Sheba interviewed doctors regarding diabetes and hypertension who regularly underscored that a main challenge is this lack of preventative healthcare that is in fact a key challenge to the health system. This idea of “being good” intersected with the insights she gleaned on how people refuse to take high blood sugar or pressure seriously if on the surface they seem fine and thus the proliferation of these “silent killers” in the population.  She found that it was the norm that if participants were taking something to keep healthy it should be a natural food or substance that has no associations at all with becoming ill and seem to pose no risk. This meant that an illness which has an asymptomatic phase such as Covid19 would be particularly devastating, because as long as people feel good, they are confident that they cannot be a danger to others or contract it themselves if they spend time with people who seem asymptomatic. In the meantime, it is taking the vaccine that represents risk, not the failure to have taken it. Appearance matters and there is considerable stress on showing to others that one is healthy, while even talking about ill health and medicines ‘kills the vibe’ and should be avoided unless one is actually ill. This study also showed us that our original plans for helping to improve diet in relation to diabetes would probably not have worked, at least in this context, and a different approach is now being considered.

Clearly these generalisations only apply to some of this population. But it may be an important underlying part of the culture surrounding the body and health. Extrapolating from this conclusion, it would seem that research based simply on asking people for their reasons for not taking the Covid vaccination, or worse still projecting upon them one’s assumptions, are not likely to be helpful. A more anthropological insistence on taking vaccine hesitancy seriously and finding the deep roots that sustain it in people’s values and wider attitudes may be required for each region of concern.

[1] Corona. G. et. al 2021 Diabetes is most important cause for mortality in COVID-19 hospitalized patients: Systematic review and meta-analysis Rev Endocr Metab Disord Jun;22(2):275-296.

doi: 10.1007/s11154-021-09630-8.


A few thoughts on Covid surveillance technology solutions in Africa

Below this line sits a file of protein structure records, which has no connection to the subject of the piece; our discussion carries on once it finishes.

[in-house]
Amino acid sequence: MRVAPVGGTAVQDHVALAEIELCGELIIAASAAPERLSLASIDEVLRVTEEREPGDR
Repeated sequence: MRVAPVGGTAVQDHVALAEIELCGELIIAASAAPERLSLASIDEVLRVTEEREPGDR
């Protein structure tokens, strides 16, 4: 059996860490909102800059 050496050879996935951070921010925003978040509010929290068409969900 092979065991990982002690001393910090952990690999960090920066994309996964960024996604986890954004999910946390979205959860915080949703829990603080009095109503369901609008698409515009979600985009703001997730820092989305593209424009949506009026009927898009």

p.awondo19 March 2021

Fig 1: Screen showing Covid-19 prevention messages in a UN office in Ouagadougou. Photo credit: Charles Somé.

A few days ago, I came across a rather unusual document. It is a compilation of different technologies put together by the European Investment Bank, entitled Covid-19: Africa’s digital solutions[1]. It was published last year, with the support of the United Nations Development Programme (UNDP), and it sets out to identify the digital solutions currently on offer in the response to Covid in Africa. Several things strike me as I read this document: firstly, the breadth of these initiatives seems to reflect a faith in the ability of technology to respond to the health crisis. The inventory reports that about 100 digital solutions have already been ‘implemented’ or tested as of 20 June 2020. It also gives an estimate of the investment needed to implement such ‘high-impact’ solutions.

Then, there are different types of tools being promoted in different countries. There are collaborative tools such as Zoom and Skype, which have multiplied greatly, and use messaging apps such WhatsApp in professional contexts such as education, has also gone up. Traditional media, such as television, for example, has remained important due its ability to reach a great number of people during the crisis. Innovations also include tracking applications based on geographic information technology for epidemic surveillance purposes. On page 15 of the document, contact tracing apps are described as follows: “These applications, which often use geolocation data from telecommunications companies, help to identify contacts of people who have tested positive and help to locate areas where the virus is spreading.” We learn that applications have been developed and put to use in Kenya, Morocco and Rwanda among other countries. FabLab, an innovation hub in Kenya, has developed an application called Msafari, which can track public transport users.

Other digital tools have been used for mass communication and self-assessment of risks and symptoms. In Sierra Leone, for example, an existing public platform using unstructured supplementary service data (USSD) has been expanded to allow citizens to self-assess their symptoms and get alerts on developments on the COVID-19 front in the country.